Back in September I looked at some interesting statistics that gave an insight into Spurs early season fortunes. So how have things changed?
1. Spurs have added width to their play
WhoScored.com gives a percentage for how often a team attacks down the centre, on the left and on the right. Back in September Spurs were one of three teams who used the wings the least, going down the middle 32% of the time.
In fact, right up until the disappointing goalless draw with Crystal Palace at the start of December the average was still 32%, peaking at 39% in the loss to Manchester City.
Since then Pochettino seems to have changed tack, which has coincided with an upturn in our fortunes. In the last five games, starting at Swansea, Spurs have averaged just 25%, using the wings far more. In fact these last five all feature in the top six games of the season for Spurs attacking out wide.
2. Fazio has given us an aerial presence
Another observation back in September was Tottenham’s position at the bottom of the aerial duel table. I suggested at the time, that the 6′ 5” Fazio might help.
The Argentine defender had since become a regular in a much improved defence. In the meantime, as far as aerial duels are concerned, Spurs have moved up to equal 15th and Fazio has averaged an incredible 5.5 headers won per game – second in the entire league only to Peter Crouch (5.6).
3. Spurs are upping the pressure on their opponents.
It was clear in September that Spurs were trying to put pressure on their opponents – although it’s debatable how successful they were – riding high in the tackles, interceptions and fouls tables.
If anything this has increased. We have moved from sixth in the league for tackles to an impressive second – interestingly it is Pochettino’s former charges, Southampton, who are top.
Tottenham also feature fourth for interceptions and equal third for fouls. Nobody gets an easy ride any longer.
4. The key players have changed
Back in September, Erik Lamela was flying high, second only to Eden Hazard for successful dribbles, in addition to being the most fouled player in the division. He has since dropped back.
Capoue was a regular and featured in the top five passers in the league. Now he has disappeared from the team.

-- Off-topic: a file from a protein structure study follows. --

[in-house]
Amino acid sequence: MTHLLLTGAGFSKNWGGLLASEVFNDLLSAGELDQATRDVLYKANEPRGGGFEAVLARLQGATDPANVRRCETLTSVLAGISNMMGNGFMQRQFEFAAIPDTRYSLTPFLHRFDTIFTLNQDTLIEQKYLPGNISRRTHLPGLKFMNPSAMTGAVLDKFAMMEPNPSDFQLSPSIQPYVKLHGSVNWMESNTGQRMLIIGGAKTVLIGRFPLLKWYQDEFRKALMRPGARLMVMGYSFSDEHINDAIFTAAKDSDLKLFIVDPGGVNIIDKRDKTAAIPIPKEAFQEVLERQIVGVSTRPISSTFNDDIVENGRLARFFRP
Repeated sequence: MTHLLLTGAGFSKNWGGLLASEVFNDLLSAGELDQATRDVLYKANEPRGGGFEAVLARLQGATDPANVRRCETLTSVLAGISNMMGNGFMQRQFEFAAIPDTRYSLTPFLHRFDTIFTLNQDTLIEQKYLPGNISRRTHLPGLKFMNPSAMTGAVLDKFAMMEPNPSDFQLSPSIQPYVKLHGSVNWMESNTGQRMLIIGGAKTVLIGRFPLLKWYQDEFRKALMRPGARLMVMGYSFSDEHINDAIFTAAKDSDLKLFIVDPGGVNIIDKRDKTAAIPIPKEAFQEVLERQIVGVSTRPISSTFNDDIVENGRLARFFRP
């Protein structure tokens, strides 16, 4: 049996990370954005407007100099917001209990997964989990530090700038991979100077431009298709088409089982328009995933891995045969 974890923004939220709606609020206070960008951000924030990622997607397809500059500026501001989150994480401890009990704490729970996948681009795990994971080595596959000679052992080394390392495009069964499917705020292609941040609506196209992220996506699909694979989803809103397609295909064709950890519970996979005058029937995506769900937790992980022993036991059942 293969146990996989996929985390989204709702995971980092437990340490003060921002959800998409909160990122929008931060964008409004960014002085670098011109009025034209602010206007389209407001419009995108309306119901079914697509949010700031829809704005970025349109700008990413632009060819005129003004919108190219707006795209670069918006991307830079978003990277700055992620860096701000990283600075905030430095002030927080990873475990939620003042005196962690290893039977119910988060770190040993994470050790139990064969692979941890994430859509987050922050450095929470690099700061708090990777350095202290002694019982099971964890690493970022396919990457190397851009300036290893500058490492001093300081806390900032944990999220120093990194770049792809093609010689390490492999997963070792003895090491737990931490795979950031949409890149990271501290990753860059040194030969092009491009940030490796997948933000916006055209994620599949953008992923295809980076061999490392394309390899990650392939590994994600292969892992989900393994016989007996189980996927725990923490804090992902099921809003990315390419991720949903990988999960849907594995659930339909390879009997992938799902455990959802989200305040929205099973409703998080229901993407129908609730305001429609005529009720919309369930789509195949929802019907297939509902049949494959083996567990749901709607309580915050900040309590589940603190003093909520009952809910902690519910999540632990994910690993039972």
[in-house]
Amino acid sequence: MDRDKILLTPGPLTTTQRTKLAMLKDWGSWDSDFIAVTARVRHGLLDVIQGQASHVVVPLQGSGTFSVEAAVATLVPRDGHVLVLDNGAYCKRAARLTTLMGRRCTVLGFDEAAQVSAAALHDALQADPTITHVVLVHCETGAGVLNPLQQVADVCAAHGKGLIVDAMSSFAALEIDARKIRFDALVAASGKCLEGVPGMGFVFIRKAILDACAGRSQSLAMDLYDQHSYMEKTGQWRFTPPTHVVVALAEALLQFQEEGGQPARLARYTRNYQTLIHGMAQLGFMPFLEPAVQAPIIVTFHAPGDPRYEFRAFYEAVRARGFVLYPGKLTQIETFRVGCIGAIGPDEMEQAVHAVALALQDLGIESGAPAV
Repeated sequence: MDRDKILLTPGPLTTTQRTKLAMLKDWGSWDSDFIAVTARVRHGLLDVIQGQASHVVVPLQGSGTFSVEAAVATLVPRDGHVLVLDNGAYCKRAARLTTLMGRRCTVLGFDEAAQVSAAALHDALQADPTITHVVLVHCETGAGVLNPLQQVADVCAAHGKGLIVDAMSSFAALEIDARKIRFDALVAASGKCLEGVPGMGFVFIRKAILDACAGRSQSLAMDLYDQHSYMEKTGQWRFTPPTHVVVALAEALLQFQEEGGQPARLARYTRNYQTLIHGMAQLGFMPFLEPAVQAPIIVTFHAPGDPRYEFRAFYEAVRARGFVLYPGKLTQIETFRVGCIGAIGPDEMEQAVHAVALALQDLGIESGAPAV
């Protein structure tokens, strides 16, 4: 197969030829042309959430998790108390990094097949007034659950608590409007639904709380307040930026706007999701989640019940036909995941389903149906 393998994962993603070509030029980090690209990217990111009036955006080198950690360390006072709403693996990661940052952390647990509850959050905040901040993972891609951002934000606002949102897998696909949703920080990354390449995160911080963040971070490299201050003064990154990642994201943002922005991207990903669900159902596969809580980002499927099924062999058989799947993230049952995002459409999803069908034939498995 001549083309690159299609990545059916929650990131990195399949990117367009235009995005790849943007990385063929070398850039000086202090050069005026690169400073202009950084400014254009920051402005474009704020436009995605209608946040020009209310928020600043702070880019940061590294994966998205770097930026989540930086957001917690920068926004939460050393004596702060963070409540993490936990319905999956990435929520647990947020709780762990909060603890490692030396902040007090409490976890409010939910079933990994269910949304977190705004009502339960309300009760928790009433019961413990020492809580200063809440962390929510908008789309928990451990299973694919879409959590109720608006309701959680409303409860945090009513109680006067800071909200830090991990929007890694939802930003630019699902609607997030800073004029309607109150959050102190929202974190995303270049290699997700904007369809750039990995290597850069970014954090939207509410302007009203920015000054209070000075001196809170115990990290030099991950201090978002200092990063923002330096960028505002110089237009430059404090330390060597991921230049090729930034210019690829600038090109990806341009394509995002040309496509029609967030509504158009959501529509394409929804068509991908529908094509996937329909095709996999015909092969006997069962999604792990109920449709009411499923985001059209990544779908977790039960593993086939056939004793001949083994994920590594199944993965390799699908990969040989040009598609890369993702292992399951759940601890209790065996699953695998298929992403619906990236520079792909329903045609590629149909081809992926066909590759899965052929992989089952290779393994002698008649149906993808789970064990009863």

In their place, other players have come to the fore – Bentaleb, Chadli, Eriksen and most of all Harry Kane.
After Capoue’s supposed falling out with Pochettino, Bentaleb has become our main passer, averaging 57.7 per game, close to Capoue’s 63.1. The young midfielder is more dynamic than his predecessor, which fits Pochettino’s game plan. He will be a big miss while on AFCON duty with Algeria.
Chadli, Kane and Eriksen have all played a big part in the resurgence of the Spurs attack, with an impressive 7 goals each for the season.
5. Pochettino focuses even more on youth
I mentioned how young the team was back in September. Since then Mason (23), Bentaleb (20) and Kane (21) have all become regulars in the side. The average age of the eleven players who started against Chelsea on New Year’s day was 24.
It’s an exciting time to be a Tottenham fan.
THE FOUR AREAS POCHETTINO MUST STRENGTHEN IN JANUARY
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Has the extra width helped Spurs? Is the emphasis on youth a good thing? Let me know your opinions in the comments below.
Some great stats there. Our attacking with more width coincides with Walker’s return to the team.
PS Check out my thoughts here…
He has added something on the overlap but against Chelsea it was all down the left.
Yep, Rose exploited the gaps left by Ivanovic tracking Chadli. Credit to Pochettino for starting the quicker man against Chelsea.
Ivanovic and Cahill were all over the place. It was a brave choice and a great result.
I have suggested Rose plays forward left with Davies behind:
Interesting idea and a nice team but I don’t personally think Rose is good enough to play further forward. Might be worth trying in a cup game.
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